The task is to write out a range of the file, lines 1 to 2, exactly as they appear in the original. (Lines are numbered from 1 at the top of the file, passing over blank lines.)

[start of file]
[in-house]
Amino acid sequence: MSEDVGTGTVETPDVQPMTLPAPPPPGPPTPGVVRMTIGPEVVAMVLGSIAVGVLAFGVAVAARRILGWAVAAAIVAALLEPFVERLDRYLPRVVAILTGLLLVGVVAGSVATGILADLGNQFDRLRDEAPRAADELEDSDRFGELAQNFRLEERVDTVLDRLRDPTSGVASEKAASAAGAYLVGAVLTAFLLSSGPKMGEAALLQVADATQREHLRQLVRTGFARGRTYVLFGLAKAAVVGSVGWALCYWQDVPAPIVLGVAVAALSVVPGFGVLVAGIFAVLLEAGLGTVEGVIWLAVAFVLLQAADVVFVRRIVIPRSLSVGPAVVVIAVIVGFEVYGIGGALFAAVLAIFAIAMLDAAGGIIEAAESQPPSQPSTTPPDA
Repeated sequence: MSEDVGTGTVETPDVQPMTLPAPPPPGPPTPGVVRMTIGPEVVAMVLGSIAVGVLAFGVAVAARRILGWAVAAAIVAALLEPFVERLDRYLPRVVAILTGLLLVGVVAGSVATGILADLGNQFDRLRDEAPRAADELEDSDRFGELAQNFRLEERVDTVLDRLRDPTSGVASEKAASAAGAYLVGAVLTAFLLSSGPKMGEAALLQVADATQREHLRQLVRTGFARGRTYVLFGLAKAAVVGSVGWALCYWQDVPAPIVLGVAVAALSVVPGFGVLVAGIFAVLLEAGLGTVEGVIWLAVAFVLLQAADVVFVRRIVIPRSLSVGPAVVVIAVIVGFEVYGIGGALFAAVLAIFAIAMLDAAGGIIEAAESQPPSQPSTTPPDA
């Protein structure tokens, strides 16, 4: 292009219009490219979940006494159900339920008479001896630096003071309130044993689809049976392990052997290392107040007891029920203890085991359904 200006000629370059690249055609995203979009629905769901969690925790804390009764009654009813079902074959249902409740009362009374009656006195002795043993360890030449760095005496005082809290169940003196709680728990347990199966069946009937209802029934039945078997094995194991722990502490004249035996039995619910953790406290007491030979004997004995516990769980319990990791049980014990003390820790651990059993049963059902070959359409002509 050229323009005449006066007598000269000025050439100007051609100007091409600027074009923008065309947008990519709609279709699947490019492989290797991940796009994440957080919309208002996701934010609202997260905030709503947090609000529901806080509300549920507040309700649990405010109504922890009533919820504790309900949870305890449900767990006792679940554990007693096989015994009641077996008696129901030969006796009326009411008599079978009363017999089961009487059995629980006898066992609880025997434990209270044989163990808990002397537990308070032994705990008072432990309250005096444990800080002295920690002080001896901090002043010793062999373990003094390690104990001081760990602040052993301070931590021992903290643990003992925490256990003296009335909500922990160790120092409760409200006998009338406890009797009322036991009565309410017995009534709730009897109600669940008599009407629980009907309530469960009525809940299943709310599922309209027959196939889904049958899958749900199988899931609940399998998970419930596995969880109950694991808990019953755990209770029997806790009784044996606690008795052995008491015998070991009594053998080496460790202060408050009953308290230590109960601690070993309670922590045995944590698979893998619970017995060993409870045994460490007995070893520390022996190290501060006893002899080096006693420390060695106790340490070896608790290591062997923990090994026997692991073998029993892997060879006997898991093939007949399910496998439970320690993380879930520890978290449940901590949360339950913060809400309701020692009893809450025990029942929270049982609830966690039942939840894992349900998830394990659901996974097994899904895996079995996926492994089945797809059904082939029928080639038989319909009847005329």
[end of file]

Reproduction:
[in-house]
Amino acid sequence: MSEDVGTGTVETPDVQPMTLPAPPPPGPPTPGVVRMTIGPEVVAMVLGSIAVGVLAFGVAVAARRILGWAVAAAIVAALLEPFVERLDRYLPRVVAILTGLLLVGVVAGSVATGILADLGNQFDRLRDEAPRAADELEDSDRFGELAQNFRLEERVDTVLDRLRDPTSGVASEKAASAAGAYLVGAVLTAFLLSSGPKMGEAALLQVADATQREHLRQLVRTGFARGRTYVLFGLAKAAVVGSVGWALCYWQDVPAPIVLGVAVAALSVVPGFGVLVAGIFAVLLEAGLGTVEGVIWLAVAFVLLQAADVVFVRRIVIPRSLSVGPAVVVIAVIVGFEVYGIGGALFAAVLAIFAIAMLDAAGGIIEAAESQPPSQPSTTPPDA